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Series: Math Physics Seminar

We present a convenient joint generalization of mixing and the local
central limit theorem which we call MLLT. We review results on the MLLT
for hyperbolic maps and present new results for hyperbolic flows. Then
we apply these results to prove global mixing properties of some
mechanical systems. These systems include various versions of the
Lorentz gas (periodic one; locally perturbed; subject to external
fields), the Galton board and pingpong models. Finally, we present
applications to random walks in deterministic scenery. This talk is
based on joint work with D. Dolgopyat and partially with M. Lenci.

Series: Math Physics Seminar

We consider a triangular gap of side two in a 90 degree angle on the triangular lattice with mixed boundary conditions: a constrained, zig-zag boundary along one side, and a free lattice line boundary along the other. We study the interaction of the gap with thecorner as the rest of the angle is completely filled with lozenges. We show that the resulting correlation is governed by the product of the distances between the gap and its three images in the sides of the angle. This, together with a few other results we worked out previously, provides evidence for a unified way of understanding the interaction of gaps with the boundary under mixed boundary conditions, which we present as a conjecture. Our conjecture is phrased in terms of the steady state heat flow problem in a uniform block of material in which there are a finite number of heat sources and sinks. This new physical analogy is equivalent in the bulk to the electrostatic analogy we developed in previous work, but arises as the correct one for the correlation with the boundary.The starting point for our analysis is an exact formula we prove for the number of lozenge tilings of certain trapezoidal regions with mixed boundary conditions, which is equivalent to a new, multi-parameter generalization of a classical plane partition enumeration problem (that of enumerating symmetric, self-complementary plane partitions).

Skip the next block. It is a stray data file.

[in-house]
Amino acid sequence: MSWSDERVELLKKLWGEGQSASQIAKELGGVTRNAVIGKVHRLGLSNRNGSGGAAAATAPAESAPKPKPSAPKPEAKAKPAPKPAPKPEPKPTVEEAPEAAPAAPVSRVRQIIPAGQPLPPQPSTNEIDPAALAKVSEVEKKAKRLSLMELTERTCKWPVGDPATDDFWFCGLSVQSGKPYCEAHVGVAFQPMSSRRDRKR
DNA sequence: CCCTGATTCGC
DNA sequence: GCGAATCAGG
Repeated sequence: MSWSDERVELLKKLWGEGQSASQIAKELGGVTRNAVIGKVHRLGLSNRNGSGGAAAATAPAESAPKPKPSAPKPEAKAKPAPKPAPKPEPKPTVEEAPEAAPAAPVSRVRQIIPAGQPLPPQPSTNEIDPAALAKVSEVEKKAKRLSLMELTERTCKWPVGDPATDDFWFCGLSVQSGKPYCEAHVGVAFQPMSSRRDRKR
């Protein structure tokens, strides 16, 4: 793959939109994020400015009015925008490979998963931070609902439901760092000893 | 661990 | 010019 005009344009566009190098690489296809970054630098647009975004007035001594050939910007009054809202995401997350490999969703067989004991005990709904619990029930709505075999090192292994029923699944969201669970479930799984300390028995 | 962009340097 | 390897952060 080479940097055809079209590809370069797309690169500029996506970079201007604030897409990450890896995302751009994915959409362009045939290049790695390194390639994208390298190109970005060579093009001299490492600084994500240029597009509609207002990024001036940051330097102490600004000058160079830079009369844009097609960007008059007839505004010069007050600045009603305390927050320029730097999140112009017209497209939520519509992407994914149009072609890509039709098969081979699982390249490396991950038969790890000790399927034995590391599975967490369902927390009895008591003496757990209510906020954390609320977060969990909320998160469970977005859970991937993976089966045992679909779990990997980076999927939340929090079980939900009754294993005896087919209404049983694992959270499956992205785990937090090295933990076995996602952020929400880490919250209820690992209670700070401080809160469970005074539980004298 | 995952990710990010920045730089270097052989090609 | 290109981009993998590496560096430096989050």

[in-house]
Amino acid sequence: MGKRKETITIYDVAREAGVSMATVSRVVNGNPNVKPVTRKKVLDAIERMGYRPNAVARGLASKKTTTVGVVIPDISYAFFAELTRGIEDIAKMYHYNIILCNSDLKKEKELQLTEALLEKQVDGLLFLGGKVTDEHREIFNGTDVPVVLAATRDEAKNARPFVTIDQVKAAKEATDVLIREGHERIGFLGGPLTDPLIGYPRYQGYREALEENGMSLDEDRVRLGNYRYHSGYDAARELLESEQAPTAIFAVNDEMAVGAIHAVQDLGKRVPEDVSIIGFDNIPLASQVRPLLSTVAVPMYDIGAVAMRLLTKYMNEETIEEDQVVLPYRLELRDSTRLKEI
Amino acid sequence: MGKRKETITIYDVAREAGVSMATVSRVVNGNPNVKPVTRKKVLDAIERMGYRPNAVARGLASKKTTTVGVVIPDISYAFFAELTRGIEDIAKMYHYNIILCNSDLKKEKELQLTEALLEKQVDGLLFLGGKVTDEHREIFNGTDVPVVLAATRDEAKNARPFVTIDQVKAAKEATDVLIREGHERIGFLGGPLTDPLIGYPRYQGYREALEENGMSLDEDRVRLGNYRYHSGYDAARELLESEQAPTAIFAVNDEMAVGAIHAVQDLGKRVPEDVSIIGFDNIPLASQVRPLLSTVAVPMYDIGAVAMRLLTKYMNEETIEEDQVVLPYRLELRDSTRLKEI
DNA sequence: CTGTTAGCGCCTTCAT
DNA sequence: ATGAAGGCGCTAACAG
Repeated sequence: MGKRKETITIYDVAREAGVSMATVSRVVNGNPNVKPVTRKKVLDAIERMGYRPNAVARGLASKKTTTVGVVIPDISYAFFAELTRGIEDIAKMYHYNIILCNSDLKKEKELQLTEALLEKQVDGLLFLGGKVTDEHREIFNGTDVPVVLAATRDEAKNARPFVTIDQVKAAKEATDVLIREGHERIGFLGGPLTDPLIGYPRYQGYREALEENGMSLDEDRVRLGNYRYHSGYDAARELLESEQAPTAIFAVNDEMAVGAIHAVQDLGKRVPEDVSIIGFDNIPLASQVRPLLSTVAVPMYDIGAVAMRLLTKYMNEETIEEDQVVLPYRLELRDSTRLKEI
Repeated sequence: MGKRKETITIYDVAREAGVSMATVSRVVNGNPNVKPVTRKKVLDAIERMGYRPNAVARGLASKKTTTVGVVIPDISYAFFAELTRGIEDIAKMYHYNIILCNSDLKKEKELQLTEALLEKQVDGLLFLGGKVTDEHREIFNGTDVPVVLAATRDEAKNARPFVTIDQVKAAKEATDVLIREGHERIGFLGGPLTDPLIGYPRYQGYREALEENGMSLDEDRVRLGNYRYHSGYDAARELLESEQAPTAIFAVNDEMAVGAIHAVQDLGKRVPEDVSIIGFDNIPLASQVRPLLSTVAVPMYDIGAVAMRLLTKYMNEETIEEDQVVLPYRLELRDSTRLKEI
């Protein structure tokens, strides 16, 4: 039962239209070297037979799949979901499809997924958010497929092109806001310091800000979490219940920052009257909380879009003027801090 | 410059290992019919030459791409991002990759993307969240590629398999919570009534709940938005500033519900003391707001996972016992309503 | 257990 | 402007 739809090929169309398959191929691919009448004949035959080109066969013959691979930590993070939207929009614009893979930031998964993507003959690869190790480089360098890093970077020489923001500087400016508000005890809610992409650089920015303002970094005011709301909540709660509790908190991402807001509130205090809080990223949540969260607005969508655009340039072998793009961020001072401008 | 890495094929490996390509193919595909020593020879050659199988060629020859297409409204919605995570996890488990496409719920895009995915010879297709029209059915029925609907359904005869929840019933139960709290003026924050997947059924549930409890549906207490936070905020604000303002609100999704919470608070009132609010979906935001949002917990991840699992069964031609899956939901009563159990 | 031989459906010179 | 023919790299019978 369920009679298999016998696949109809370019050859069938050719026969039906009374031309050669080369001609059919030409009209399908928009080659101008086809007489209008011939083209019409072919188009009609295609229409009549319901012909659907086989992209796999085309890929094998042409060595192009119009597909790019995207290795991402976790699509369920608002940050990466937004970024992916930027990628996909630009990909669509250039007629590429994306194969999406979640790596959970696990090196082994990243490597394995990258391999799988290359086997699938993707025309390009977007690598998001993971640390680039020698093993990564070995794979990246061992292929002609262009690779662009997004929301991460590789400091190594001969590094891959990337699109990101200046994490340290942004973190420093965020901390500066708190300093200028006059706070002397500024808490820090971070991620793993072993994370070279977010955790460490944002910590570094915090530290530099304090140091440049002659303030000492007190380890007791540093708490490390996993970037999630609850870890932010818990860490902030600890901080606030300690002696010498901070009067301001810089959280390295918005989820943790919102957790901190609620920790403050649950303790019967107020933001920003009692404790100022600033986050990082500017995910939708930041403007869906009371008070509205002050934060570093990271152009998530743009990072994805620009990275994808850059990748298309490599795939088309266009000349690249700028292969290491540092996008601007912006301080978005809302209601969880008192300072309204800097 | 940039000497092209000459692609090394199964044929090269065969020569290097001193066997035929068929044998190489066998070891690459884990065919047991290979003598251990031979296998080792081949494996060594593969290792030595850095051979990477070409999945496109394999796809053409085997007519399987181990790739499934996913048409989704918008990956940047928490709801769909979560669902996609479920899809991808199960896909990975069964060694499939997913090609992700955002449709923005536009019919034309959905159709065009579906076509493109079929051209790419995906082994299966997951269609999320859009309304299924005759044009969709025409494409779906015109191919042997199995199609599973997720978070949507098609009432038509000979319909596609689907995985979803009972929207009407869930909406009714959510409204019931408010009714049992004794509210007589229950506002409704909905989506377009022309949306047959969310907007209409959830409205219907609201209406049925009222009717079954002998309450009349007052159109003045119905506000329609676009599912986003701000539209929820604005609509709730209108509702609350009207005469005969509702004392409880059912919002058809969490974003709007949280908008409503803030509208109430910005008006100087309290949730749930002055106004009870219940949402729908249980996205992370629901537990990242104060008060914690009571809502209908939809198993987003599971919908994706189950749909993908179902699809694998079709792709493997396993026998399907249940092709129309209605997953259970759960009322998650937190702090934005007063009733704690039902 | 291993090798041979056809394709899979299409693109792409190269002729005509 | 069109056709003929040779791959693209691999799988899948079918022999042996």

Series: Math Physics Seminar

Consider a metallic field emitter shaped like a thin needle, at the tip of which a large electric field is applied. Electrons spring out of the metal under the influence of the field. The celebrated and widely used Fowler-Nordheim equation predicts a value for the current outside the metal. In this talk, I will show that the Fowler-Nordheim equation emerges as the long-time asymptotic solution of a Schrodinger equation with a realistic initial condition, thereby justifying the use of the Fowler Nordheim equation in real setups. I will also discuss the rate of convergence to the Fowler-Nordheim regime.

Series: Math Physics Seminar

A limit-periodic function on R^d is one which lies in the L^\infty closure of the space of periodic functions. Schr\"odinger operators with limit-periodic potentials may have very exotic spectral properties, despite being very close to periodic operators. Our discussion will revolve around the transition between ``thick'' spectra and ``thin'' spectra.